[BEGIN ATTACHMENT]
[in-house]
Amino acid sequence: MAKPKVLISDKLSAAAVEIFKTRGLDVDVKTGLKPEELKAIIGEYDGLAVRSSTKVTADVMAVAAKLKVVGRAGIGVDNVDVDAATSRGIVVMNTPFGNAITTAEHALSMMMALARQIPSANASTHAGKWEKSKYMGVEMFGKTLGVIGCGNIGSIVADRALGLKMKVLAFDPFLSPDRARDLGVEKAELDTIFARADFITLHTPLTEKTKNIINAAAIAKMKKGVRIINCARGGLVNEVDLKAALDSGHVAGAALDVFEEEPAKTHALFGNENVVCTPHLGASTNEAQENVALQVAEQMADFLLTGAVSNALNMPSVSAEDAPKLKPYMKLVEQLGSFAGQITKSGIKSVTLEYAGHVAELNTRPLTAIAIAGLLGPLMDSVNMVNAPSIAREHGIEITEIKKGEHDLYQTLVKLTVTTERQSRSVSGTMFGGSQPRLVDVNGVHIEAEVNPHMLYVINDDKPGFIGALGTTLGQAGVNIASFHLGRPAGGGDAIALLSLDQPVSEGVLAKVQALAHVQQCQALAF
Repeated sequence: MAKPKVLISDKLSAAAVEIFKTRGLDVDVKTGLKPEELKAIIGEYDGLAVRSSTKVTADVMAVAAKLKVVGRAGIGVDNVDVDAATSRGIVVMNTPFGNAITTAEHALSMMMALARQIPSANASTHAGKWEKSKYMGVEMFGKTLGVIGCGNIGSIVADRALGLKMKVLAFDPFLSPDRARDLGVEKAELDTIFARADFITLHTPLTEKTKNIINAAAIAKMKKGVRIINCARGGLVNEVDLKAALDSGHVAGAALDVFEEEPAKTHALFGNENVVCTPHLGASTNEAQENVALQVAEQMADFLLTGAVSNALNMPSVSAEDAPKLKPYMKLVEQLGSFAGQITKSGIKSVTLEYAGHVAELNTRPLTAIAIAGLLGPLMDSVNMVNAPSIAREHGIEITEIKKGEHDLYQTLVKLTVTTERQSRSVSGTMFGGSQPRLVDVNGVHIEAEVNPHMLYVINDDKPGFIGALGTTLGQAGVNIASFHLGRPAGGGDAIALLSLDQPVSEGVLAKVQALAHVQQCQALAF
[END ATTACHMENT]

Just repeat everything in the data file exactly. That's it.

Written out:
[in-house]
Amino acid sequence: MAKPKVLISDKLSAAAVEIFKTRGLDVDVKTGLKPEELKAIIGEYDGLAVRSSTKVTADVMAVAAKLKVVGRAGIGVDNVDVDAATSRGIVVMNTPFGNAITTAEHALSMMMALARQIPSANASTHAGKWEKSKYMGVEMFGKTLGVIGCGNIGSIVADRALGLKMKVLAFDPFLSPDRARDLGVEKAELDTIFARADFITLHTPLTEKTKNIINAAAIAKMKKGVRIINCARGGLVNEVDLKAALDSGHVAGAALDVFEEEPAKTHALFGNENVVCTPHLGASTNEAQENVALQVAEQMADFLLTGAVSNALNMPSVSAEDAPKLKPYMKLVEQLGSFAGQITKSGIKSVTLEYAGHVAELNTRPLTAIAIAGLLGPLMDSVNMVNAPSIAREHGIEITEIKKGEHDLYQTLVKLTVTTERQSRSVSGTMFGGSQPRLVDVNGVHIEAEVNPHMLYVINDDKPGFIGALGTTLGQAGVNIASFHLGRPAGGGDAIALLSLDQPVSEGVLAKVQALAHVQQCQALAF
Repeated sequence: MAKPKVLISDKLSAAAVEIFKTRGLDVDVKTGLKPEELKAIIGEYDGLAVRSSTKVTADVMAVAAKLKVVGRAGIGVDNVDVDAATSRGIVVMNTPFGNAITTAEHALSMMMALARQIPSANASTHAGKWEKSKYMGVEMFGKTLGVIGCGNIGSIVADRALGLKMKVLAFDPFLSPDRARDLGVEKAELDTIFARADFITLHTPLTEKTKNIINAAAIAKMKKGVRIINCARGGLVNEVDLKAALDSGHVAGAALDVFEEEPAKTHALFGNENVVCTPHLGASTNEAQENVALQVAEQMADFLLTGAVSNALNMPSVSAEDAPKLKPYMKLVEQLGSFAGQITKSGIKSVTLEYAGHVAELNTRPLTAIAIAGLLGPLMDSVNMVNAPSIAREHGIEITEIKKGEHDLYQTLVKLTVTTERQSRSVSGTMFGGSQPRLVDVNGVHIEAEVNPHMLYVINDDKPGFIGALGTTLGQAGVNIASFHLGRPAGGGDAIALLSLDQPVSEGVLAKVQALAHVQQCQALAF